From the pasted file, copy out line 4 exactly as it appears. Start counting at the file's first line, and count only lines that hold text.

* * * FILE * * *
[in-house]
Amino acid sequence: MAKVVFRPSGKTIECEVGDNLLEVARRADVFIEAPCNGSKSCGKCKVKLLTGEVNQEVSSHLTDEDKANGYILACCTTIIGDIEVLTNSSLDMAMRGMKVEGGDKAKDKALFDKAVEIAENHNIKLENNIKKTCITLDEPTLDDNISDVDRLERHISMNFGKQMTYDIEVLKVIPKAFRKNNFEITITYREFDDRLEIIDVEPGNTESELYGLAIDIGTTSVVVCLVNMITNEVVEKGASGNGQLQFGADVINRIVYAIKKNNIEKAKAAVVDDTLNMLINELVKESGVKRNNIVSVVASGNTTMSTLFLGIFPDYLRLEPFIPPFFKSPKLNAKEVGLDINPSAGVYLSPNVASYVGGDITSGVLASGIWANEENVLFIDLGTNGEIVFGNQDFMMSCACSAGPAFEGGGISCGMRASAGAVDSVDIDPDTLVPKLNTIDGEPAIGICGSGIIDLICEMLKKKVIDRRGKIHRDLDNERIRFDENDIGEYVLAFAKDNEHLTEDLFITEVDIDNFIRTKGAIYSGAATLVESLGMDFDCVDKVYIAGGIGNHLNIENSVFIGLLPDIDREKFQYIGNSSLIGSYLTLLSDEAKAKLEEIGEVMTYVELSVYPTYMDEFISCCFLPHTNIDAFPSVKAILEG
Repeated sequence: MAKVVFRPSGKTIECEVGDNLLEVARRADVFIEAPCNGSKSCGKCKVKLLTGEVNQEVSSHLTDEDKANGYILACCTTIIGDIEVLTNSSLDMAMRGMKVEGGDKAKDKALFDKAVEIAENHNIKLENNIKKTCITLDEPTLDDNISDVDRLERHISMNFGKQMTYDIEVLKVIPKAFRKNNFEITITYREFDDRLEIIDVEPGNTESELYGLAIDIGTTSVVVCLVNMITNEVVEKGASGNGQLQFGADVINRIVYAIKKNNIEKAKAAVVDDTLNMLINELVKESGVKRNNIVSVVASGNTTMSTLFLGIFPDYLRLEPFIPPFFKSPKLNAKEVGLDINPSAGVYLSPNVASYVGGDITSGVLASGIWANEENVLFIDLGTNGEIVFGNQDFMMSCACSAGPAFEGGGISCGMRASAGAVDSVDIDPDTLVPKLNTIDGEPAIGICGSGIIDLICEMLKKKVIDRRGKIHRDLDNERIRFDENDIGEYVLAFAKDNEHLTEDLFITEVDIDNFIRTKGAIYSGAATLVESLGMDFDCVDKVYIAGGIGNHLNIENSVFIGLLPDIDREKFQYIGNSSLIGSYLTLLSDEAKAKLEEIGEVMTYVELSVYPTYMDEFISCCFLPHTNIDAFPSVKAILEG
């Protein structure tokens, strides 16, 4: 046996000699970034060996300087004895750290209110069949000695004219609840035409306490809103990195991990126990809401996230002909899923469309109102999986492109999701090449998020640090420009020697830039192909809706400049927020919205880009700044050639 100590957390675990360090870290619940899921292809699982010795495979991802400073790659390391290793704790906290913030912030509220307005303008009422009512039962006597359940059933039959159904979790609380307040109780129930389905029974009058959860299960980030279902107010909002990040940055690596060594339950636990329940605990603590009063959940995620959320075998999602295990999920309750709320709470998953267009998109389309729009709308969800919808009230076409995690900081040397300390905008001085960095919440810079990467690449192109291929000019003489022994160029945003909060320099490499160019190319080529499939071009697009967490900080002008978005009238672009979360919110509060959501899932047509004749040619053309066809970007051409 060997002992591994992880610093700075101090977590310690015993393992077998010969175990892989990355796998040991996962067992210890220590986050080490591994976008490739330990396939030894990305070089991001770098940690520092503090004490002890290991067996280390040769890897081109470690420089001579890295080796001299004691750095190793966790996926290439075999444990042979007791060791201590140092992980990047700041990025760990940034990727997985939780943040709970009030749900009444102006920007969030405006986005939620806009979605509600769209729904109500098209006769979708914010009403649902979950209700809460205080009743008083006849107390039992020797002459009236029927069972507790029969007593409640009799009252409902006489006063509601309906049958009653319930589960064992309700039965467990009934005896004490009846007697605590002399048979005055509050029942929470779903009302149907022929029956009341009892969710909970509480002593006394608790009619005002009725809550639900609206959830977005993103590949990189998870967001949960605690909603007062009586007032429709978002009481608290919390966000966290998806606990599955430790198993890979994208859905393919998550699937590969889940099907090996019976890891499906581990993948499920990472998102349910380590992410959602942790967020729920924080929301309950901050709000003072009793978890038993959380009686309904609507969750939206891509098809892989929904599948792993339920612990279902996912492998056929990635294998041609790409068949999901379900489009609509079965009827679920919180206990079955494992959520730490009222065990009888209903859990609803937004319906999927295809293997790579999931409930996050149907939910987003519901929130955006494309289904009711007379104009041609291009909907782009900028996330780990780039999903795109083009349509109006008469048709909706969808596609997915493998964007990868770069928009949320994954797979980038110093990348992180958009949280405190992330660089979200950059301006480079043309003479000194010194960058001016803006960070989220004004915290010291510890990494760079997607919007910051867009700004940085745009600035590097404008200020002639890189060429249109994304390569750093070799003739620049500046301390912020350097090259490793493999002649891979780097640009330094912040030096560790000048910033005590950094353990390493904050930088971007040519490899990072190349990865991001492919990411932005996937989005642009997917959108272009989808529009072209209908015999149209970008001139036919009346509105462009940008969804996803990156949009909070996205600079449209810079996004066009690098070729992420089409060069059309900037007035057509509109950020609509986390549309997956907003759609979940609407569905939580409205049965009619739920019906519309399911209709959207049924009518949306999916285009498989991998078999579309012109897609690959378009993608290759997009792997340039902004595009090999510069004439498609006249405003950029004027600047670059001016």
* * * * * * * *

């Protein structure tokens, strides 16, 4: 046996000699970034060996300087004895750290209110069949000695004219609840035409306490809103990195991990126990809401996230002909899923469309109102999986492109999701090449998020640090420009020697830039192909809706400049927020919205880009700044050639 100590957390675990360090870290619940899921292809699982010795495979991802400073790659390391290793704790906290913030912030509220307005303008009422009512039962006597359940059933039959159904979790609380307040109780129930389905029974009058959860299960980030279902107010909002990040940055690596060594339950636990329940605990603590009063959940995620959320075998999602295990999920309750709320709470998953267009998109389309729009709308969800919808009230076409995690900081040397300390905008001085960095919440810079990467690449192109291929000019003489022994160029945003909060320099490499160019190319080529499939071009697009967490900080002008978005009238672009979360919110509060959501899932047509004749040619053309066809970007051409 060997002992591994992880610093700075101090977590310690015993393992077998010969175990892989990355796998040991996962067992210890220590986050080490591994976008490739330990396939030894990305070089991001770098940690520092503090004490002890290991067996280390040769890897081109470690420089001579890295080796001299004691750095190793966790996926290439075999444990042979007791060791201590140092992980990047700041990025760990940034990727997985939780943040709970009030749900009444102006920007969030405006986005939620806009979605509600769209729904109500098209006769979708914010009403649902979950209700809460205080009743008083006849107390039992020797002459009236029927069972507790029969007593409640009799009252409902006489006063509601309906049958009653319930589960064992309700039965467990009934005896004490009846007697605590002399048979005055509050029942929470779903009302149907022929029956009341009892969710909970509480002593006394608790009619005002009725809550639900609206959830977005993103590949990189998870967001949960605690909603007062009586007032429709978002009481608290919390966000966290998806606990599955430790198993890979994208859905393919998550699937590969889940099907090996019976890891499906581990993948499920990472998102349910380590992410959602942790967020729920924080929301309950901050709000003072009793978890038993959380009686309904609507969750939206891509098809892989929904599948792993339920612990279902996912492998056929990635294998041609790409068949999901379900489009609509079965009827679920919180206990079955494992959520730490009222065990009888209903859990609803937004319906999927295809293997790579999931409930996050149907939910987003519901929130955006494309289904009711007379104009041609291009909907782009900028996330780990780039999903795109083009349509109006008469048709909706969808596609997915493998964007990868770069928009949320994954797979980038110093990348992180958009949280405190992330660089979200950059301006480079043309003479000194010194960058001016803006960070989220004004915290010291510890990494760079997607919007910051867009700004940085745009600035590097404008200020002639890189060429249109994304390569750093070799003739620049500046301390912020350097090259490793493999002649891979780097640009330094912040030096560790000048910033005590950094353990390493904050930088971007040519490899990072190349990865991001492919990411932005996937989005642009997917959108272009989808529009072209209908015999149209970008001139036919009346509105462009940008969804996803990156949009909070996205600079449209810079996004066009690098070729992420089409060069059309900037007035057509509109950020609509986390549309997956907003759609979940609407569905939580409205049965009619739920019906519309399911209709959207049924009518949306999916285009498989991998078999579309012109897609690959378009993608290759997009792997340039902004595009090999510069004439498609006249405003950029004027600047670059001016």